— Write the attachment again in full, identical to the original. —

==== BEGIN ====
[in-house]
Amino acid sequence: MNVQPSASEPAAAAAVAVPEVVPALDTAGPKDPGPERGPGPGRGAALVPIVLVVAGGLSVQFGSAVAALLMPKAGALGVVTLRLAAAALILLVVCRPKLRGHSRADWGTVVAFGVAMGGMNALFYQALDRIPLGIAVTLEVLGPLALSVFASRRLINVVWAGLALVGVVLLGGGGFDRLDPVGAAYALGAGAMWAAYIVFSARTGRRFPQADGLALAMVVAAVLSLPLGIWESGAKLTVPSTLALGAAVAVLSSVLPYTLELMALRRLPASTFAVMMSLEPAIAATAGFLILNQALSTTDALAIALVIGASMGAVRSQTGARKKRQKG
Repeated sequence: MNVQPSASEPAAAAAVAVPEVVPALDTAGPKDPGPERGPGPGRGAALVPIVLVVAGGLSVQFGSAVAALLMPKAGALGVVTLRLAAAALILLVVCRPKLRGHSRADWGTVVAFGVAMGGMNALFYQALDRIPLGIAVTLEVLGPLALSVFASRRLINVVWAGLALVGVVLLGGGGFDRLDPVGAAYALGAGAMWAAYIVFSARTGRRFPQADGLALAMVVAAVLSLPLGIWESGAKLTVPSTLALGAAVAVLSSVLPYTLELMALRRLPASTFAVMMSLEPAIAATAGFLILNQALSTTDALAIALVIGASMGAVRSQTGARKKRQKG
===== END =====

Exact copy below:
[in-house]
Amino acid sequence: MNVQPSASEPAAAAAVAVPEVVPALDTAGPKDPGPERGPGPGRGAALVPIVLVVAGGLSVQFGSAVAALLMPKAGALGVVTLRLAAAALILLVVCRPKLRGHSRADWGTVVAFGVAMGGMNALFYQALDRIPLGIAVTLEVLGPLALSVFASRRLINVVWAGLALVGVVLLGGGGFDRLDPVGAAYALGAGAMWAAYIVFSARTGRRFPQADGLALAMVVAAVLSLPLGIWESGAKLTVPSTLALGAAVAVLSSVLPYTLELMALRRLPASTFAVMMSLEPAIAATAGFLILNQALSTTDALAIALVIGASMGAVRSQTGARKKRQKG
Repeated sequence: MNVQPSASEPAAAAAVAVPEVVPALDTAGPKDPGPERGPGPGRGAALVPIVLVVAGGLSVQFGSAVAALLMPKAGALGVVTLRLAAAALILLVVCRPKLRGHSRADWGTVVAFGVAMGGMNALFYQALDRIPLGIAVTLEVLGPLALSVFASRRLINVVWAGLALVGVVLLGGGGFDRLDPVGAAYALGAGAMWAAYIVFSARTGRRFPQADGLALAMVVAAVLSLPLGIWESGAKLTVPSTLALGAAVAVLSSVLPYTLELMALRRLPASTFAVMMSLEPAIAATAGFLILNQALSTTDALAIALVIGASMGAVRSQTGARKKRQKG